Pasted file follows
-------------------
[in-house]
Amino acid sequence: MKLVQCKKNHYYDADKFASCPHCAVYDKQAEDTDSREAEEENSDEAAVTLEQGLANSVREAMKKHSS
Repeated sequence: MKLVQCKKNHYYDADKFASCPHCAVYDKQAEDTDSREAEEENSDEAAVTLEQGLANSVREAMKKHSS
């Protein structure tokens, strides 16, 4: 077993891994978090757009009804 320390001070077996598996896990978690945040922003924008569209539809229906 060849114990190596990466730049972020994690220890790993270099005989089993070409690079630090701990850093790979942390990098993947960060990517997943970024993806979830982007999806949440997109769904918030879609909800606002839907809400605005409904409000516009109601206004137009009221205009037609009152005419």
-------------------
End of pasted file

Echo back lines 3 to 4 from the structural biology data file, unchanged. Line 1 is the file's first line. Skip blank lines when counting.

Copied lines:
Repeated sequence: MKLVQCKKNHYYDADKFASCPHCAVYDKQAEDTDSREAEEENSDEAAVTLEQGLANSVREAMKKHSS
């Protein structure tokens, strides 16, 4: 077993891994978090757009009804 320390001070077996598996896990978690945040922003924008569209539809229906 060849114990190596990466730049972020994690220890790993270099005989089993070409690079630090701990850093790979942390990098993947960060990517997943970024993806979830982007999806949440997109769904918030879609909800606002839907809400605005409904409000516009109601206004137009009221205009037609009152005419």